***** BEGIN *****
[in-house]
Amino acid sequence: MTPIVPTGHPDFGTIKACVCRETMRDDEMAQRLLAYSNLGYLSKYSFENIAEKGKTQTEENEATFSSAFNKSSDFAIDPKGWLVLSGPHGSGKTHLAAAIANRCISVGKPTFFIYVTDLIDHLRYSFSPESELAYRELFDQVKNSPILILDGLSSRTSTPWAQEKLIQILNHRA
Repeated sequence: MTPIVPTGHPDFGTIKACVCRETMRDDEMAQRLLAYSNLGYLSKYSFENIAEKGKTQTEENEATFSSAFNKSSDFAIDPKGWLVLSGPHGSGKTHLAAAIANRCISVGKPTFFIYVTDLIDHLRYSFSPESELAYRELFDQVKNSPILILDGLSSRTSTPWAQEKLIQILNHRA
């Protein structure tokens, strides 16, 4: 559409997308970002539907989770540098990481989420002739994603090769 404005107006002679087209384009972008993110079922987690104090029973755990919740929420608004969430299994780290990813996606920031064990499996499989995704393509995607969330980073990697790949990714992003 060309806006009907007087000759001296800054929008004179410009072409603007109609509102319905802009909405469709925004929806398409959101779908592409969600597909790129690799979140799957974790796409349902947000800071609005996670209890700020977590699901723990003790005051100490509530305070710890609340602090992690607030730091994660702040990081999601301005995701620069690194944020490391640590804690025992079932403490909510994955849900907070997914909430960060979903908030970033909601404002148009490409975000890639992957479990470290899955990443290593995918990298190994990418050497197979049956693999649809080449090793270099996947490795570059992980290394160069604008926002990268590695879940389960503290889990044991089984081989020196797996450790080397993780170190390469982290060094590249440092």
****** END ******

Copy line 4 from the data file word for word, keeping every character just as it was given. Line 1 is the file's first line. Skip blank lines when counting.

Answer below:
């Protein structure tokens, strides 16, 4: 559409997308970002539907989770540098990481989420002739994603090769 404005107006002679087209384009972008993110079922987690104090029973755990919740929420608004969430299994780290990813996606920031064990499996499989995704393509995607969330980073990697790949990714992003 060309806006009907007087000759001296800054929008004179410009072409603007109609509102319905802009909405469709925004929806398409959101779908592409969600597909790129690799979140799957974790796409349902947000800071609005996670209890700020977590699901723990003790005051100490509530305070710890609340602090992690607030730091994660702040990081999601301005995701620069690194944020490391640590804690025992079932403490909510994955849900907070997914909430960060979903908030970033909601404002148009490409975000890639992957479990470290899955990443290593995918990298190994990418050497197979049956693999649809080449090793270099996947490795570059992980290394160069604008926002990268590695879940389960503290889990044991089984081989020196797996450790080397993780170190390469982290060094590249440092």